Friday, May 27, 2011

Swirling Mind

Yesterday I felt dizzy. It was a day that started with some issues in the warehouse, an impromptu meeting with the business project leader, a Toastmaster meeting at noon, more issues in the warehouse, an hour meeting with the boss in the afternoon, read some interesting e-mails and, finally, phone calls to the warehouse staff to resolve the day’s issues. Somehow I still managed to go to the gym after work to exercise despite my spells of dizziness. It did not help that I slept late the previous night; about 1 am after attending a stock investing seminar online for 2 hours.  I had always thought that I am good at multi-tasking but realized that age does catch up with you. The mind gets sluggish and confused when faced with constant demands from different directions. Sometimes writing a journal is what brings everything back into focus. It is probably the one significant act that keeps me sane.

The meeting yesterday was good and made me realize the coming workload ahead. With the success of the pilot, the work will ramp up to the other warehouses. The load is complimented with additional work in other projects I am involved in. Extra curricular tasks increase the burden to the mind and spirit: Toastmaster duties, classes on creative writing and investing, parental duties and other miscellaneous activities like reading books, surfing the Internet and watching movies. I am glad for the coming memorial weekend that would give me some rest time. There are just so many things that I want to do that I often sleep late. It’s watching movies, surfing the Internet or working with the new gadgets or software. Somehow writing a journal will pull my mind into a focus where I can concentrate on the needed tasks at work.

Without journaling, distraction occurs as the mind is unable to focus on work. Too many demands will make you dizzy as what happened to me yesterday. But a more sinister impact lie in the future if one persists in multi-tasking. According to recent studies, cognitive decline via diseases like Alzheimer’s will result. There is indeed a slowdown in mental capacity which is more attributable to age than misuse of the brain. I guess exercising, Tai Chi, meditation and journal writing are keeping the mind normal. But the pace of work, the availability of distractions and ‘addiction to know’ take their toll. It is not only the mind that’s affected as there’s a resulting impact in the body as well such as obesity and raggedness due to insomnia or lack of sleep. One’s metabolism is no longer youthful so the pounds are piling up especially in the abdomen.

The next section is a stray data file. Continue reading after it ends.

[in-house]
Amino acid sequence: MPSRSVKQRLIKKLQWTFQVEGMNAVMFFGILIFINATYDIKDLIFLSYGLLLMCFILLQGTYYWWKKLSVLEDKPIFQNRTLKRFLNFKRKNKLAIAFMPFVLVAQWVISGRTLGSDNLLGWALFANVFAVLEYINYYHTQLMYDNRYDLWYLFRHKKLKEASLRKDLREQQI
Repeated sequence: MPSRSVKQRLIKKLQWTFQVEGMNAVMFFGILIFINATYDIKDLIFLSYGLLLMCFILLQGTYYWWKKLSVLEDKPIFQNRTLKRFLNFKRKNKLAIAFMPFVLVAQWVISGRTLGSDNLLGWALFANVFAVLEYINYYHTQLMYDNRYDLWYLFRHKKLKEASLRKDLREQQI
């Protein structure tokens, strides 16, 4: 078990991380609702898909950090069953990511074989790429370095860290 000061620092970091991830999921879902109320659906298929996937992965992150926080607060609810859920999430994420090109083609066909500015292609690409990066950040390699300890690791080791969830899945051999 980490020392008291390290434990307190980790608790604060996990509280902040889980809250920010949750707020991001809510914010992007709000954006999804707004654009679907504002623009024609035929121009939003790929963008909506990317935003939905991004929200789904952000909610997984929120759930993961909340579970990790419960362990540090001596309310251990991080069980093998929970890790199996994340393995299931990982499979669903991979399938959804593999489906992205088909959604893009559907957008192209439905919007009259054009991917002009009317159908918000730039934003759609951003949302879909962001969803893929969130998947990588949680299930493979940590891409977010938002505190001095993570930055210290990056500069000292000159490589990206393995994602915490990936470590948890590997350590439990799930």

Recently, I watched a documentary called ‘Ultra-Marathon Man’. It gave me an idea to start jogging again. This will improve my metabolism, keep my mind sharp and keep me healthy enough to succeed in the new demanding environment. In the past year, I go to the gym 3 times a week for about 45 minutes to run the treadmill, swim and do the cross trainer. I also use the sauna and steam bath to have a healthy sweat and remove toxic waste from my body. I think I can ramp up my exercise by doing a morning jog in the days when I don’t go to the gym. I think it’s the only way to remain fit and successful in an environment of abundant food and distraction. With my temperament, where I indulge in good food and drink, living an austere life will not work.  But one still has to focus and avoid multi-tasking so prioritization and meditation via Tai Chi and journal writing still need to continue.

During the haze of work yesterday, I googled the writers Jonathan Franzen, David Foster Wallace and Cormac McCarthy. Both Franzen and Wallace are highly intelligent and well educated – attending many universities in their youth.  Their works are brilliant intellectual exercises. Their analysis of the modern writer’s plight against the onslaught of television and technology is a good guide for would be authors. On the other hand, McCarthy is not an intellectual like Franzen or Wallace. He did not complete a college degree or spent a lot of time in a university. He strove to just be a writer - churning out works until he built a significant body of literature. His work has an immediacy and authenticity that one does not experience in Franzen or Wallace. Reading McCarthy is like being in the presence of a great writer like reading Hemingway. His preference for short declarative sentences is similar to Hemingway.

Don DeLillo is another writer who writes with short declarative sentences. His scope, ideas and tone seems like ‘high art’ when compared to other writers. Michael Chabon is another entertaining author who creates well structured, imaginative and entertaining novels – similar to the intellectual virtuosity of Franzen and Wallace. Thomas Pynchon on the other hand is a blend of McCarthy and Franzen. An intellectual but with the earthiness of McCarthy. His work is plugged into the same authenticity that McCarthy draws from. The atmosphere of his novels captures the milieu of the locale better than most writers. His themes are large and tackles the relevant questions similar to McCarthy who famously disdains writers who don’t tackle the grand themes of life and death - writers like Marcel Proust and Henry James.  It’s a wonder to read current American writers as I seemed to have stopped at Hemingway preferring instead Asian, European and South American writers. There is life after Hemingway after all.

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